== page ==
Postmortem Cortex Samples Identify Distinct Molecular Subtypes of ALS: Retrotransposon Activation, Oxidative Stress, and Activated Glia
37 Pages Posted: 3 Apr 2019 Sneak Peek Status: PublishedMore...
Amyotrophic Lateral Sclerosis (ALS) is a fatal neurodegenerative disease characterized by the progressive loss of motor neurons. While several inherited pathogenic mutations have been identified as causative, the vast majority of cases are sporadic with no family history of disease. Thus, for the majority of ALS cases, a specific causal abnormality is not known and the disease may be a product of multiple inter-related pathways contributing to varying degrees in different ALS patients. Using unsupervised machine learning algorithms, we stratified the transcriptomes of 148 ALS decedent cortex tissue samples into three distinct and robust molecular subtypes. The largest cluster, identified in 61% of patient samples, displayed hallmarks of oxidative and proteotoxic stress. Another 20% of the ALS patient samples exhibited high levels of retrotransposon expression and other signatures of TDP-43 dysfunction. Finally, a third group showed predominant signatures of glial activation (19%). Together these results demonstrate that at least three distinct molecular signatures contribute to ALS disease. While multiple dysregulated components and pathways comprising these clusters have previously been implicated in ALS pathogenesis, unbiased analysis of this large survey demonstrated that sporadic ALS patient tissues can be segregated into distinct molecular subsets.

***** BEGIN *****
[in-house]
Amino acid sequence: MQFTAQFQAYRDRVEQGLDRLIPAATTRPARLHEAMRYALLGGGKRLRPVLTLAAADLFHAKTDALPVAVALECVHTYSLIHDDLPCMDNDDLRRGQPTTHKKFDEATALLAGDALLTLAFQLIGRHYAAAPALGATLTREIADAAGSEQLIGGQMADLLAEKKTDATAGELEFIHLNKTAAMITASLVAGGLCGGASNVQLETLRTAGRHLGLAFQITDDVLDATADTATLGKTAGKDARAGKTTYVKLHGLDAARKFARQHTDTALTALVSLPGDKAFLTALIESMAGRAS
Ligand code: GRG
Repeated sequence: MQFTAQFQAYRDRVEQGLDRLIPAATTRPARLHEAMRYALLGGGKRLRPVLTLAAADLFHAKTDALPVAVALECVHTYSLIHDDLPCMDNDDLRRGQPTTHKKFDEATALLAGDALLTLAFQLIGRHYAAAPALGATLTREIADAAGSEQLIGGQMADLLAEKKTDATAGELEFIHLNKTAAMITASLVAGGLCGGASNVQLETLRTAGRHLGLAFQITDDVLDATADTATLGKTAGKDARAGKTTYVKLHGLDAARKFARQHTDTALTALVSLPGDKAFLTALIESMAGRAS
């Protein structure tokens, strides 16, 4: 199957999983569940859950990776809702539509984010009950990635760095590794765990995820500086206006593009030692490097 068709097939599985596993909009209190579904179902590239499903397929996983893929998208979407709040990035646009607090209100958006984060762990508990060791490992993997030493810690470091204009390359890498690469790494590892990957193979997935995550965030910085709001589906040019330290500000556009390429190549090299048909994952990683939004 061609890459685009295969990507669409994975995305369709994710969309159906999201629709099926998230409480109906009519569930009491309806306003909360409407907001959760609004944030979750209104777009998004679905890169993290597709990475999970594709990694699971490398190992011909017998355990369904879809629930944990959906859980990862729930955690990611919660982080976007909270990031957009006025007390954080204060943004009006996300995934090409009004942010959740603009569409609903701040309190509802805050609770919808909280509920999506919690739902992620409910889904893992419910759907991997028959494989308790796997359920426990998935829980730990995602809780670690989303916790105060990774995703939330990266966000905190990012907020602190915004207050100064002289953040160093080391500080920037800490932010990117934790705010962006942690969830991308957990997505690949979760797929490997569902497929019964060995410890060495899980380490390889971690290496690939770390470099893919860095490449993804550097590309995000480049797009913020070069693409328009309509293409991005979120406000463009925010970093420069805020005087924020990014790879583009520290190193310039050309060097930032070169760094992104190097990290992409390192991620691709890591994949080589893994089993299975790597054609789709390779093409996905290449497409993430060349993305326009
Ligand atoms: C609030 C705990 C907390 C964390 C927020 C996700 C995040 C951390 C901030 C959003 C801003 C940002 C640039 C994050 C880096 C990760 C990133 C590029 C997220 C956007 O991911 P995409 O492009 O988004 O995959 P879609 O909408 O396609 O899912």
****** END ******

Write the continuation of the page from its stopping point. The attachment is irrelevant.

Keywords: Amyotrophic Lateral Sclerosis, Retrotransposons, Transposable Elements, TDP-43, Neurodegenerative Disease, Neurodegeneration, Genetics & Genomics of ALS
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